GWS 2023: Location, gaming, and the Magic Quadrant

By Jon Freitag

The last time we looked at the Great Wargaming Survey, we examined the possibility that survey respondents' location is an influencer in driving gaming preferences. That analysis focused on a series of pairwise comparisons of location against table size, game venue, group size, gaming frequency, game length and favorite wargaming period. Almost more than a handful of attributes! Each attribute had multiple levels (treatments) as well. Only those survey respondents who classified themselves as primarily historical wargamers were included. As a refresher, these pairwise comparison analyses are found at Does Location Influence How We Game?. The survey results demonstrated that location not only plays a role in how we game, but also what we play.

The blog post summary suggested that a further "next step" in the analysis would be to combine these pairwise comparisons into a multi-dimensional, holistic examination of group association. Today's analysis is an extension of the pairwise comparisons seen earlier and addresses the multi-dimensional question.

Multiple Correspondence Analysis (MCA)

Multiple Correspondence Analysis (MCA), briefly, is a statistical technique from which any underlying structure in the categorical response survey data may be detected. MCA is an extension of Simple Correspondence Analysis. The results are then presented in graphical form in two-dimensional, Euclidean space. Interpretations are understandable and intuitive without knowing the underlying technique. Interpretation, though, can be as much art as science. Interpretations are only tendencies and associations based upon the survey data.

Data Reduction

Plotting the analysis outcomes over seven attributes, each having multiple levels makes for a messy plot. In order to make the resulting plot more manageable and (hopefully) more intelligible, data reduction techniques are introduced. The main technique utilized is simply re-binning levels of each attribute to reduce the number of levels under consideration.

After re-binning, the levels for each of the attributes are:

  • Location: UK (and Ireland), USA (and Canada), Europe (Continental Europe and Scandinavia), Australasia (Australia and New Zealand).
  • Wargaming Periods: Only the top periods remain. They are: WWII, Napoleonics, Ancients, Medievals, 18th Century, ACW.
  • Game Frequency: Weekly, Monthly, Less Than Monthly.
  • Game Length: 1-2 hours, 2-3 hours, 3+ hours.
  • Game Type: Scenario, Campaign, Pick-up.
  • Game Venue: Solo, At home, At club, At game store, Friend's home.
  • Table Size: Small, Average, Large.

Now consider the interactions between the seven wargaming attributes. When analyzed using MCA, the seven categorical attributes with their accompanying levels are plotted in two-dimensional space as illustrated in the graphic below.

A Multiple Correspondence Analysis plot

Some of the levels are clustering near others while some levels are seemingly plotted as outliers. Like correspondence analysis, attributes plotted along the origins exhibit little differentiation. Those levels farther from the origin demonstrate more separation and distinction. At this stage, inferences can be difficult to make. Adding in the origin reference lines helps to accentuate these differences. Reference lines also allow distinctions between each of the four quadrants.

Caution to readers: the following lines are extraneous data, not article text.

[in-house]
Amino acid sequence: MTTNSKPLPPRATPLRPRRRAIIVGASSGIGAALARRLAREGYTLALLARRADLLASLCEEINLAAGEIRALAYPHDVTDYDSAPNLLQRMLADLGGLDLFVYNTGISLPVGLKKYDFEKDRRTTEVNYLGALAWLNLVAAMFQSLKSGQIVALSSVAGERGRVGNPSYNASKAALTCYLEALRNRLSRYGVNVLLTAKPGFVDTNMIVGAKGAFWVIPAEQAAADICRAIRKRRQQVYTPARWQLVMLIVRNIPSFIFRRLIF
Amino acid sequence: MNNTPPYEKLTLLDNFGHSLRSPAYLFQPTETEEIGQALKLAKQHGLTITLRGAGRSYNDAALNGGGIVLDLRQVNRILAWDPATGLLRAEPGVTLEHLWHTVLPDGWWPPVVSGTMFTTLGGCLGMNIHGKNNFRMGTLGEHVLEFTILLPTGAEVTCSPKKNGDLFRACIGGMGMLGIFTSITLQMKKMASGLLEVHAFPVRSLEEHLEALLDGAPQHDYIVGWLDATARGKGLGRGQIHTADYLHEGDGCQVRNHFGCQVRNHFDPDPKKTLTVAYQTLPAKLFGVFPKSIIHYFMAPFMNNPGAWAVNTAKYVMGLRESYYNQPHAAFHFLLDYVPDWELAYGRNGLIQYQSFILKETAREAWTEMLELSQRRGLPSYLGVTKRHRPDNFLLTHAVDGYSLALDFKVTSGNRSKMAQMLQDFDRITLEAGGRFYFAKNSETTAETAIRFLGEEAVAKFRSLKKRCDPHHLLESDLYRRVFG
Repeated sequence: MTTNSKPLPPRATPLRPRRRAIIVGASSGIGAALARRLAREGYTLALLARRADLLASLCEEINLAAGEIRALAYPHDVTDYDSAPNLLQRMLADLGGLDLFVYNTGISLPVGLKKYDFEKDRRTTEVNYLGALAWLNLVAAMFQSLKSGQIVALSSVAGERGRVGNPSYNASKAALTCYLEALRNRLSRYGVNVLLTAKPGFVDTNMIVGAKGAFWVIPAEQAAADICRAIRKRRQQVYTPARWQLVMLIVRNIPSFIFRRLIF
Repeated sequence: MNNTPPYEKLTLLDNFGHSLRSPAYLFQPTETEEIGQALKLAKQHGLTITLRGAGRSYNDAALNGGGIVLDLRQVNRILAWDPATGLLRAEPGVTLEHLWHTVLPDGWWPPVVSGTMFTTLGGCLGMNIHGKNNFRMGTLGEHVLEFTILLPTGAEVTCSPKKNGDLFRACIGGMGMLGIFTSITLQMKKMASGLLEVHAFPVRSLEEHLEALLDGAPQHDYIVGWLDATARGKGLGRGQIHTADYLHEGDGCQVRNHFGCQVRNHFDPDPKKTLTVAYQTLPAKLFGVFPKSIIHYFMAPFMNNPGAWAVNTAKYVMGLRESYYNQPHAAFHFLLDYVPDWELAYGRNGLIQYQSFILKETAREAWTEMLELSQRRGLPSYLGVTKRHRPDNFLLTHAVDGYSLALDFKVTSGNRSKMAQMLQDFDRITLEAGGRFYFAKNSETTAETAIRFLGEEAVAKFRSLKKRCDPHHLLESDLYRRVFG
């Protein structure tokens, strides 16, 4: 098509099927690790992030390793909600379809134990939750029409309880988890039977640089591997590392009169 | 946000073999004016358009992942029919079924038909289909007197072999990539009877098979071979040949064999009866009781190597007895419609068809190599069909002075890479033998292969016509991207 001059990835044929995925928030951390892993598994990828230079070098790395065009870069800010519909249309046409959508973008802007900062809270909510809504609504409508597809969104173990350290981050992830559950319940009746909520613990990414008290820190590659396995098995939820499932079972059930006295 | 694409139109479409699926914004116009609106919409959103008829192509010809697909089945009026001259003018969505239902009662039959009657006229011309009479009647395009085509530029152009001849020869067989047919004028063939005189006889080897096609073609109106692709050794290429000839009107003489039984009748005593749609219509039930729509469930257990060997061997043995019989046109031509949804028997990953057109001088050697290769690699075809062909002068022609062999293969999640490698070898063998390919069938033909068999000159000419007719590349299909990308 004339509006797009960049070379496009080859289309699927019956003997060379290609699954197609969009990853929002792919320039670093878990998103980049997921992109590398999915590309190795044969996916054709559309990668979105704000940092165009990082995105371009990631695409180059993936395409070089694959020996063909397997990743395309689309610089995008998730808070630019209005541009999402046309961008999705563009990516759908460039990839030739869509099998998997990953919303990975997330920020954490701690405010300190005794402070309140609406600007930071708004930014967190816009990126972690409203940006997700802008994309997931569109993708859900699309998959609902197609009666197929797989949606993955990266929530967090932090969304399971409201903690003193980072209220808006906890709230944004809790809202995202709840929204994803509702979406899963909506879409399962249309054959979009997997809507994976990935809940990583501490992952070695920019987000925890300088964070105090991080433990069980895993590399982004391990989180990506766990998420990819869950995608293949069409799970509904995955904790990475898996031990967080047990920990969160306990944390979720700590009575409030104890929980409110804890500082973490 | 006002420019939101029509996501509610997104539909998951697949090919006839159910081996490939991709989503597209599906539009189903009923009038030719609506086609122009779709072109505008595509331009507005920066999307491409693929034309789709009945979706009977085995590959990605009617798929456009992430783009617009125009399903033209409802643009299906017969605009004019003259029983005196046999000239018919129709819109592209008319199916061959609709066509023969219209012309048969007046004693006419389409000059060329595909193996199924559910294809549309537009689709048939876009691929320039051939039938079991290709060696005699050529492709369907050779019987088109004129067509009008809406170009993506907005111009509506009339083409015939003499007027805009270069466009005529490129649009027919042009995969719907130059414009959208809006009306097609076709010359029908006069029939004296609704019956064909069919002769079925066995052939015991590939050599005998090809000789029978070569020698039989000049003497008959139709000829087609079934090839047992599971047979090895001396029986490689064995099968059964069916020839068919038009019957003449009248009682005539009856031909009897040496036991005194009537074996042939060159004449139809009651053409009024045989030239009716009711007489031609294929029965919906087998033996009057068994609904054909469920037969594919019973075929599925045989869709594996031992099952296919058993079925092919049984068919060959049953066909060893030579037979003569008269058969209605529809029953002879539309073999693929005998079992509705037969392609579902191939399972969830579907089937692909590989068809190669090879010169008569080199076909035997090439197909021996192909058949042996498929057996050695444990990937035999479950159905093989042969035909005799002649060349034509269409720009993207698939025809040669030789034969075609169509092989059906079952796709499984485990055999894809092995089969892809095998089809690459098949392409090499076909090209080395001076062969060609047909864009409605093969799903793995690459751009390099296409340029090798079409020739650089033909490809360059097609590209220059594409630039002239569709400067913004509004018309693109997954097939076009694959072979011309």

Improved plot of Multiple Correspondence Analysis

Magic Quadrant

Once the plot is divided into quadrants, each quadrant is examined to discover any associations between the levels of the various attributes. For ease of visual identification, each quadrant is color-coded.

Colorised improved plot of Multiple Correspondence Analysis

Does each quadrant present a specific collection of levels and attributes? Are levels of an attribute unique to a particular quadrant? Is there overlap? Can any useful inferences be gleaned from the MCA?

Since gamer location was the motivation for these studies, let's examine Location. The Magic Quadrant shows that each location level appears in one quadrant only. There is no overlap of two in the same quadrant. That result suggests that location does influence how gamers game. Do other general tendencies surface from the analysis? Are there tendencies peculiar to a specific region? Summarizing by quadrant produces the following tendencies and associations:

  • UK (Orange Quad): Tend to meet weekly at a club for two to three hours per session. Clubs tend to have ten or more gamers. Perhaps a slight tendency to game 18th Century and WWII more than other regions.
  • Australasia (Yellow Quad): Tend to game monthly at either a friend's house or at a game store. Games tend to be played on large tables with between five and nine players. Game sessions last three or more hours. May feature Napoleonics more than other regions.
  • USA (Green Quad): Tend to game less often than either UK or Australasia, at home, and with one to four players. Tend to game ACW more often than other regions.
  • Europe (Blue Quad): Tend to game solo, on small tables, with games only one to two hours in duration. They tend to play Ancients and Medievals more than other regions.

Interesting results. MCA can provide a data-driven dimension to uncovering tendencies of gamers across the globe. Does location influence what is played and under which conditions? The survey results suggest, that yes, it does.

Of course, these are broad generalizations of the tendencies provided by respondents to the survey. We are individuals. Still, does this present a picture of the wargaming hobby that is familiar to you?

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